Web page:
# Potential Difference

If you have two globes in series and one globe in parallel all connected to a circuit, how can you determine the potential difference?

Related Introductory Physics Homework Help News on Phys.org
potential difference acorss one globe in series, and the globe in parallel

eh?

are the globes resistors connected to an emf source?

if that's the case, redraw your diagram with those jagged, resistor lines... :tongue:

there are two globes in series and one in parallel within this circuit, how do i find the potential difference across one of the series globes and the parallel globe?

ok nevermind, i worked it out

in order to calculate emf (potential) within a circuit, do you have to first find the current of the total circuit and then multiply that by the resistance that you want to find the potential on?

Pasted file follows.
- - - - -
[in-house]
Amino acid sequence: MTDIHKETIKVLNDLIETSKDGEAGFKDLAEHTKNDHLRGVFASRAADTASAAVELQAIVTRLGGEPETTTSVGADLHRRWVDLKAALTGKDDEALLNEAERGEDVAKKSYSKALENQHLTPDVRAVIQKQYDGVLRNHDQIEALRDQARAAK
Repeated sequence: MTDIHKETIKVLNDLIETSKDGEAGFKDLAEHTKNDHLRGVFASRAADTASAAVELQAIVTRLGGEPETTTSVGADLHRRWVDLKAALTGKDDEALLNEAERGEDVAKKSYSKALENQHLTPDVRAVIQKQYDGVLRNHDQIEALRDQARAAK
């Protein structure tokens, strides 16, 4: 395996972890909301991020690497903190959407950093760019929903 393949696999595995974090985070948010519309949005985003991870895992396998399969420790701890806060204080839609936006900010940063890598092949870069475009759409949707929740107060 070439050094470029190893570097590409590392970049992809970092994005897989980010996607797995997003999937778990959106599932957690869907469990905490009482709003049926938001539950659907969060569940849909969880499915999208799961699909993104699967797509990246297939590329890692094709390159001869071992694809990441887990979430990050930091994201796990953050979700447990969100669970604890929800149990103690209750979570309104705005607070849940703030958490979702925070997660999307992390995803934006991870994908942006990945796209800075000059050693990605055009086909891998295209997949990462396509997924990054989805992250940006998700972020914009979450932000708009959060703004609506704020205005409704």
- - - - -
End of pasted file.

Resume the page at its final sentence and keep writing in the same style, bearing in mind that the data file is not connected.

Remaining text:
forevermoreOC said:
in order to calculate emf (potential) within a circuit, do you have to first find the current of the total circuit and then multiply that by the resistance that you want to find the potential on?
i don't follow. if you want to find the voltage supplied by the emf source, you reduce the circuit to a simple equivalent circuit consisting of a single resistor connected to an emf source. the emf provided by the source is the same as the voltage drop across the resistor, which is determined by the product of the current in this configuration and the equivalent resistance.

if you want to find the voltage drop across each individual resistor, you multiply the current passing through that resistor with its value of resistance.

Last edited: